VENICE — Terry Gilliam, who completed his “The Zero Theorem” last week, is anxious to get back in the director’s chair with famously long-gestating “The Man Who Killed Don Quixote” first and foremost on his mind.
At Venice, where “Theorem,” widely pre-sold by Voltage, bowed Monday to mixed reviews, Gilliam revealed that just two days ago he re-read the “Quixote” script and hasn’t given up on the pic, which he’d like to shoot in Spain.
Previous attempts to shoot “Quixote” were memorably captured in Keith Fulton and Louis Pepe’s 2002 doc “Lost in La Mancha.”
“I am retreating to the safe harbor of ‘Quixote,'” Gilliam said.
“If we get the boats floating, we’ll head out; but of they don’t it will be something else.” Either way, he’d like to get back behind camera in autumn 2014, Gilliam added.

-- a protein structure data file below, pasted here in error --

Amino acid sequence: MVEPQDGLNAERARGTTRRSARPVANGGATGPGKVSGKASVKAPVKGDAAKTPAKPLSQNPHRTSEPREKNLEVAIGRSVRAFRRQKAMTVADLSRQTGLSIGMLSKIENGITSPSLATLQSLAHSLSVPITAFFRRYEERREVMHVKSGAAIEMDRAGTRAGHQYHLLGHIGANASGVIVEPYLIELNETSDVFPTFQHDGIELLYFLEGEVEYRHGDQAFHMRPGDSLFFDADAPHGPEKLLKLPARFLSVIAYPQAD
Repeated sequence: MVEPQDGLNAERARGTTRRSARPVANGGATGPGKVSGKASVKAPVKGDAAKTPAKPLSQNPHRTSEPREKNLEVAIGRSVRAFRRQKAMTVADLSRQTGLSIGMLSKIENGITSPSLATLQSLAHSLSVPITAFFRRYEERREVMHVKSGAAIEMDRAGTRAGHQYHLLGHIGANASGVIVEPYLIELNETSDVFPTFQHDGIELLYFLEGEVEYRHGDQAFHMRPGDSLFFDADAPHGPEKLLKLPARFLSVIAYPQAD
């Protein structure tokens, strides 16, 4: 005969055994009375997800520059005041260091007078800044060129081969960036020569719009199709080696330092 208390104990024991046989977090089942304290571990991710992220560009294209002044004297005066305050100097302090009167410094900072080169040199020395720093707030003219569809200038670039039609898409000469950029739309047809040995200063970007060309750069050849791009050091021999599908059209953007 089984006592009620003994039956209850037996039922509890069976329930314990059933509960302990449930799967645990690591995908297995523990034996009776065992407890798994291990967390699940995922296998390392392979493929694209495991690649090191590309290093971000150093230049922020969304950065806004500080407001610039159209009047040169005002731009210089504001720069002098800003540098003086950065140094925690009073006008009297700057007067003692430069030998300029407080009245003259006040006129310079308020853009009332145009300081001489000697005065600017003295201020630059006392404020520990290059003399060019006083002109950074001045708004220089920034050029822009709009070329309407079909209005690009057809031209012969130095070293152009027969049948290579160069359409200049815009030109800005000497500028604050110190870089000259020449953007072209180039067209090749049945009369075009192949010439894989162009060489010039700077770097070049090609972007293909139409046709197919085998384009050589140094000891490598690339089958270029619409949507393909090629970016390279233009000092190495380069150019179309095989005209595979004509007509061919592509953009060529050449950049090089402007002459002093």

Meanwhile, the 72-year-old helmer will be busy directing an opera, Hector Berlioz’s “Benvenuto Cellini,” scheduled to play in June 2014 at the English National Opera in London.
Regarding “Theorem,” a reflection on the human condition in the Internet age toplining Christoph Waltz as a reclusive computer genius, Gilliam hopes it will play well to youth auds.
“The young people who’ve seen it all react to it. They get it, because they are living their lives like that: they are totally connected, for better or worse,” said the helmer with a cross-generational cult following.
As for the pic’s significance, “people become alienated because of not knowing what to do, and then communicating with the Web and feeling it’s easier to do than with real people,” Gilliam lamented.
“You can almost understand it. But porn is almost half the traffic on the Web; it’s crazy!”